[¶5] The record in this case indicates that the Harkins defendants and the plaintiff entered into a contract in mid-2008 to perform engineering work on a tract of real property not owned by the Harkins defendants. The Harkins defendants intended to purchase the property and subdivide it for residential development. At the time, the property consisted of unplatted land and two[1] platted lots. After the property was replatted, the final plat for " Crest Ridge Estates" subdivision was recorded on September 19, 2008.

[¶6] Initially, a motion to dismiss filed by the Allison defendants was granted on the basis that the mechanic's lien contained an inadequate legal description. The circuit court also granted a motion for summary judgment filed by Heritage Bank. On appeal, this court held that a question of fact existed with regard to whether the description was inadequate; thus, this court reversed the circuit court's judgment and remanded the case for further proceedings. Burke Engineering, 2011 IL App. (3d) 100949-U, ¶ ¶ 12-13.

[¶7] After the remand, the plaintiff settled separately with the Allisons, and the Harkins defendants filed for bankruptcy protection. Further discovery was conducted, and on October 23, 2012, Heritage Bank filed a motion for summary judgment. Four depositions were appended to the motion, two of which are pertinent to this appeal.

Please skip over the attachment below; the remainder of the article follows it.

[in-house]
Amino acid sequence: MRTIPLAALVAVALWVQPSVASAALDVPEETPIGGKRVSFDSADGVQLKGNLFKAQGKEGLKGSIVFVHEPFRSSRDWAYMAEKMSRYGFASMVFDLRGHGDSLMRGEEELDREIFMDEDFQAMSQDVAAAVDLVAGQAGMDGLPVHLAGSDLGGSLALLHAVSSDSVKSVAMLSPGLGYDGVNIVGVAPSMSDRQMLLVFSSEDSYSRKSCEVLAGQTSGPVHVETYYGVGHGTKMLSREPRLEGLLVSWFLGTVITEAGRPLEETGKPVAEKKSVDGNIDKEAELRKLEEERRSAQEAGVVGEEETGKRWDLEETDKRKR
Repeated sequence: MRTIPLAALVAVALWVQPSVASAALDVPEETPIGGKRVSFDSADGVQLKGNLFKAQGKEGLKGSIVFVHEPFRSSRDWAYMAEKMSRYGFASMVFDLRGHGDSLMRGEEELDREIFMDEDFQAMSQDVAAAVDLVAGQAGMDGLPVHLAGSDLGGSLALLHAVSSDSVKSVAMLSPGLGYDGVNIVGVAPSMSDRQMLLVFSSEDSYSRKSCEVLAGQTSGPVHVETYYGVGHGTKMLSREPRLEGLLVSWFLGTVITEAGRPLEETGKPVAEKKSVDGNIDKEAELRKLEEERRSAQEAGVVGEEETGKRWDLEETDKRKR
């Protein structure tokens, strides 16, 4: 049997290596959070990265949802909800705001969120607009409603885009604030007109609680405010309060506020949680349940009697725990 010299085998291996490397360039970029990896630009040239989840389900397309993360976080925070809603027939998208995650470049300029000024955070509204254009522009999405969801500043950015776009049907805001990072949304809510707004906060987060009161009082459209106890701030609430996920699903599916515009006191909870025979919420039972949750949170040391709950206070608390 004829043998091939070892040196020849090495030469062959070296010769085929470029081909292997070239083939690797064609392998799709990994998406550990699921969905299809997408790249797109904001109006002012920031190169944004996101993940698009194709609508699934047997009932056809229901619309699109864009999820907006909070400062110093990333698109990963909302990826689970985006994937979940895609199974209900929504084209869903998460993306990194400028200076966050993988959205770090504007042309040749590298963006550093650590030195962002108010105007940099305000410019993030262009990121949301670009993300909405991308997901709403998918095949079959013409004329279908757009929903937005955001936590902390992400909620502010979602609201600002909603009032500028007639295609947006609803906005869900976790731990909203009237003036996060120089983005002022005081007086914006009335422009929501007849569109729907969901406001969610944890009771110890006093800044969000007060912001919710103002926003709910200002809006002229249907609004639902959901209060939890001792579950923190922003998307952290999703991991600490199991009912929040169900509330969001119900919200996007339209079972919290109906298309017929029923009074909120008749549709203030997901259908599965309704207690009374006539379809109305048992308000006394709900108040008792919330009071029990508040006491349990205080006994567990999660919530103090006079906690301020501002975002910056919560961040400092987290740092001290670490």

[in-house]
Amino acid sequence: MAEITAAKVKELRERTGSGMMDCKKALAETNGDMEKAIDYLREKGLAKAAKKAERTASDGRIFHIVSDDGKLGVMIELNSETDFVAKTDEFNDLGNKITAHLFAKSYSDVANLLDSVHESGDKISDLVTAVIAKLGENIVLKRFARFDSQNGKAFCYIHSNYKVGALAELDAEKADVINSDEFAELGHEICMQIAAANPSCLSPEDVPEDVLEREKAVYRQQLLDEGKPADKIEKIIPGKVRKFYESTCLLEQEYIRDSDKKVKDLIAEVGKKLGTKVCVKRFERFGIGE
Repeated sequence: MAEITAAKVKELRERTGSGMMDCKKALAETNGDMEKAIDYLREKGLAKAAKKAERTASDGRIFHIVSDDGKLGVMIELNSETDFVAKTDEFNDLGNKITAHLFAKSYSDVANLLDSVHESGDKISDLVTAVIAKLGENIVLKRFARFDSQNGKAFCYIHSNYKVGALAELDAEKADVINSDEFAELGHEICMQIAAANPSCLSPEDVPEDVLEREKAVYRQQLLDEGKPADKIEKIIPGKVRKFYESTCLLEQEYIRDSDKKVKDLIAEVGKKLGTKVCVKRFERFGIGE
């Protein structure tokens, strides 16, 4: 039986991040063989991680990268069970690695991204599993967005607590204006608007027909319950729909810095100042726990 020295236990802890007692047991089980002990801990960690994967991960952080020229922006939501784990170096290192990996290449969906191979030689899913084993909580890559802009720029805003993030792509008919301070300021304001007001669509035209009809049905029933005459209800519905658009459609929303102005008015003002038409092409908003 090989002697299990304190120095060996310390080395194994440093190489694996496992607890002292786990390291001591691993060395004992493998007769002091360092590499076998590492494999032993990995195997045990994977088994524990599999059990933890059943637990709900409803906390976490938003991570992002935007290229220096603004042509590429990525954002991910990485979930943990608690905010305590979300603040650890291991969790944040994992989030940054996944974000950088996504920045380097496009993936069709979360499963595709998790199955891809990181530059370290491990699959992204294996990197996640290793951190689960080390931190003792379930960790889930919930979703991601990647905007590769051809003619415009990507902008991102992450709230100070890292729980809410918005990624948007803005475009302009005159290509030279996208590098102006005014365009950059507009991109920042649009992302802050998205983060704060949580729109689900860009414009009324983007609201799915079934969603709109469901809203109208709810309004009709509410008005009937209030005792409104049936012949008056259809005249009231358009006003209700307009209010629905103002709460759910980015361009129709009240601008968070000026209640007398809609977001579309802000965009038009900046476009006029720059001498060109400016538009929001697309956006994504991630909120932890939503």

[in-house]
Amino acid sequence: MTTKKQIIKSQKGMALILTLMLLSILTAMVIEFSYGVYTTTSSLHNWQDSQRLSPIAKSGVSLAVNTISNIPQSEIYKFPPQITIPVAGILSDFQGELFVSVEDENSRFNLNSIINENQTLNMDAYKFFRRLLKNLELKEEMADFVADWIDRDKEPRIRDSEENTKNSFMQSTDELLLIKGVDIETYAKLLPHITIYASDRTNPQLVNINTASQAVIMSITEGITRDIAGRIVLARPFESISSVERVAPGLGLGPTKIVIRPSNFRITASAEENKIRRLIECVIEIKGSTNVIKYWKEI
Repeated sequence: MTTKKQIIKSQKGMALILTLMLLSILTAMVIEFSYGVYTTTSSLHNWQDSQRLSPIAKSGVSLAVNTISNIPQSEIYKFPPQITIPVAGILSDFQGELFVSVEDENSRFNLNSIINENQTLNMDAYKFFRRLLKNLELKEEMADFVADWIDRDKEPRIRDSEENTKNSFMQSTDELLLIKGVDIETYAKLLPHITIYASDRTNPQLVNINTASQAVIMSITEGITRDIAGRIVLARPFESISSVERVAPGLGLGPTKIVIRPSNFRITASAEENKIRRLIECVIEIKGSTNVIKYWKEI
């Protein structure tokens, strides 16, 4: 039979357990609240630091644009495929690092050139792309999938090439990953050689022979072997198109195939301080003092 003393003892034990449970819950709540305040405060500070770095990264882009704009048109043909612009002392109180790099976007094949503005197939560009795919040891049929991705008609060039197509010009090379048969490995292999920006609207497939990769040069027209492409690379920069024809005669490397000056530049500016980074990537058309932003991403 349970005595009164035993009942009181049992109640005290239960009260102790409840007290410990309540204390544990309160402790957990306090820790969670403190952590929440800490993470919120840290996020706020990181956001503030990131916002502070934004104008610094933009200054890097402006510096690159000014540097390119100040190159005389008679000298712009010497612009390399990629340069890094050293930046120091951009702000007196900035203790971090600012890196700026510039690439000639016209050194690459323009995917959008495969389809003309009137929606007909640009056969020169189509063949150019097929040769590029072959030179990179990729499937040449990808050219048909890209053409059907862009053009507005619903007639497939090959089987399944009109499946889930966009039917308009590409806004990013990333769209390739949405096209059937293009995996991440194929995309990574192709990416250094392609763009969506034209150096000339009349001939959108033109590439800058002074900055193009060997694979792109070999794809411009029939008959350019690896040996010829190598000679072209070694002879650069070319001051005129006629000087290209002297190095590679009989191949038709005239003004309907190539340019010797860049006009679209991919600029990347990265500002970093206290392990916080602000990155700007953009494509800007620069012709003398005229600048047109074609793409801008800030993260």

[¶8] In her deposition, Carol Schenk stated that she sold a vacant tract of real property on August 11, 2008, for $550,000 to Glen and Carol Harkins. Prior to selling the property, she had plans of subdividing the land for residential development. Randolph and Associates had prepared a plat for her several years prior to the sale of the land. She stated that the plaintiff never performed any work for her. Through documents she signed associated with the sale of the property, Schenk attested to the property being free of, inter alia, improvements and contracts for improvements or services within the six months prior to the sale. She also stated that at no time prior to the sale did anyone approach her about having the plaintiff perform any kind of work on the property, that she had no knowledge of any work performed by the plaintiff with regard to the property, and that she never consented to Glen and Carol Harkins acting on her

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behalf. She did state that prior to agreeing to the sale, she had been approached by Glen Harkins, who told her that he was going to use the plaintiff to perform engineering work, but she had no knowledge of what work the plaintiff was in fact going to perform. She did state, though, that she was aware prior to closing that the plaintiff was preparing the preliminary and final plats and other associated work necessary for the layout of the subdivision.